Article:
Assessing your firm’s culture is not an easy thing to do as every firm is different. Here are some of the ways in which a good and a bad culture might manifest itself:

What might a good culture look like in a law firm?

In a law firm with a constructive and positive culture, it is more likely that:

  • individuals will support and care about one another;
  • individuals will feel excited to come to work;
  • weaknesses will be systematically addressed and improved; and
  • achievements will be celebrated and celebrations will be shared and will be meaningful.

Having a positive culture is likely to bring benefits for the firm, as individuals will produce positive results for the firm but at the same time, individuals will experience personal and professional growth on an individual basis and as a team. 

What might a poor culture look like in a law firm?

Poor culture can manifest itself in many ways within a firm but it is possible that any of the following tell-tale signs could be present:

  • arguing about one’s relative worth and respective compensation;
  • regularly forgetting that the firm is first and foremost a business seeking to achieve common objectives;
  • individuals shouting at others who make mistakes (a ‘blame culture’) and frequently losing their temper;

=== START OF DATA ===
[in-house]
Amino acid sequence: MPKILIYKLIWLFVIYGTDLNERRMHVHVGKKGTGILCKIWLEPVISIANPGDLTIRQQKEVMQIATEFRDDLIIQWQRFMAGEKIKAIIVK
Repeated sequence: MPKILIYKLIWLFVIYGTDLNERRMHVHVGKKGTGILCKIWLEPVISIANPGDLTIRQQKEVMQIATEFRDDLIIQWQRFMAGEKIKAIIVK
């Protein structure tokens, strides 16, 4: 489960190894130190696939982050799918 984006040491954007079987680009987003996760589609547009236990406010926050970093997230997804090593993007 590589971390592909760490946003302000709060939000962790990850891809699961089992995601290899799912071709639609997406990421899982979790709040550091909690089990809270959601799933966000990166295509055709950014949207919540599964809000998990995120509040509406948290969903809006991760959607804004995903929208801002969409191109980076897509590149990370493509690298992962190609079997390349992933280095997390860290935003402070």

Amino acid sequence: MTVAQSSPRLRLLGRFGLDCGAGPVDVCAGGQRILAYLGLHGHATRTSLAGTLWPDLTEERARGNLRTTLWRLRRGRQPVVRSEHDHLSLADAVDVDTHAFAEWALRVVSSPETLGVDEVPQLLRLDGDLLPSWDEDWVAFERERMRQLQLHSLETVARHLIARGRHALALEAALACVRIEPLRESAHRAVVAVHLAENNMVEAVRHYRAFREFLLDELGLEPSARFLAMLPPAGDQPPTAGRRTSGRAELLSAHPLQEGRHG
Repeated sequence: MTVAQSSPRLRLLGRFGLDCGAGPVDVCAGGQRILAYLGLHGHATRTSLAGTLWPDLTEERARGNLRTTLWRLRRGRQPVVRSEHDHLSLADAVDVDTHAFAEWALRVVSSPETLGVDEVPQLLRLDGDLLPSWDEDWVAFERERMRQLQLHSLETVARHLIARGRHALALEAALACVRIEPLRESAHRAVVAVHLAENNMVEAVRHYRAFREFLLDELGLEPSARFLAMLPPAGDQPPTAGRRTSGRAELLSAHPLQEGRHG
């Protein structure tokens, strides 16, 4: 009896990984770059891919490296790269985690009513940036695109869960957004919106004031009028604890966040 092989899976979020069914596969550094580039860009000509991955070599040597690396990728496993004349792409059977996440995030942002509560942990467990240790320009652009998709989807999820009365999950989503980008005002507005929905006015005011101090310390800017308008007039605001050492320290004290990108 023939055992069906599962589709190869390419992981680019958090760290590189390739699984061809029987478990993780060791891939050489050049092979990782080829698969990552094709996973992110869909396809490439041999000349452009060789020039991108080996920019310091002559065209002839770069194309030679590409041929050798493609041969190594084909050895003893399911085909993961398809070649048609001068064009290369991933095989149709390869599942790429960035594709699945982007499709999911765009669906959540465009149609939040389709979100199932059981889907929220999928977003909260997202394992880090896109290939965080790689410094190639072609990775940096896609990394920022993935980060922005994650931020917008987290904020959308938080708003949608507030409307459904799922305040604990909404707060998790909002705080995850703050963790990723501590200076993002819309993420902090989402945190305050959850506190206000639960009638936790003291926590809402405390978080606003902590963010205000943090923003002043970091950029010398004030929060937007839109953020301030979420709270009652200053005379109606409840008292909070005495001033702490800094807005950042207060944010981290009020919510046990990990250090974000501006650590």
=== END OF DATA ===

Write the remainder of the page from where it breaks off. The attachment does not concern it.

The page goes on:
• allowing meetings to take place where  individuals  communicate disrespectfully one another (i.e. being tolerant of behaviour which doesn’t demonstrate the firm’s values);
  • certain practice groups or individuals avoiding each other for years after falling out over an issue that was never properly addressed at the time; and
  • allowing powerful and high-billing individuals (the ‘rainmakers’) to display behaviour that would not otherwise be tolerated. 

Self-evidently, poor culture is self-destructive, in that these poor behaviours set the baseline of performance that is deemed acceptable and they become the norm within the firm; individuals who are developed in this environment will observe others around them and are more likely to model their behaviours on them. After working in this way for years, members of a firm with a dysfunctional culture may start to believe that these are acceptable behavioural norms. It is often only when lateral hires do not stick around for very long and performance metrics do not improve with time, that it becomes apparent that the firm’s substandard culture may be to blame. 


3. Consider innovative Initiatives 

This enables everyone an opportunity to continue to learn and develop in their roles, whatever level they are at.For example, think about implementing a “reverse mentoring” scheme. Herbert Smith Freehills (HSF) in Australia started a reverse mentoring pilot over 18 months ago.  The scheme is about "pairing up people of different generations with different outlooks, with different skills leads to a much better outcome for everybody." An individual, who was only six months into their graduate programme, volunteered to pair up with the firm’s executive partner, as they wanted to know more about the business. The executive partner learnt to do computer coding and built HSF’s homepage in hypertext markup language (HTML) and CSS (cascading style sheets). They also visited a start-up and undertook a session on blockchain. The pilot has been so successful that the programme has been rolled out across the firm.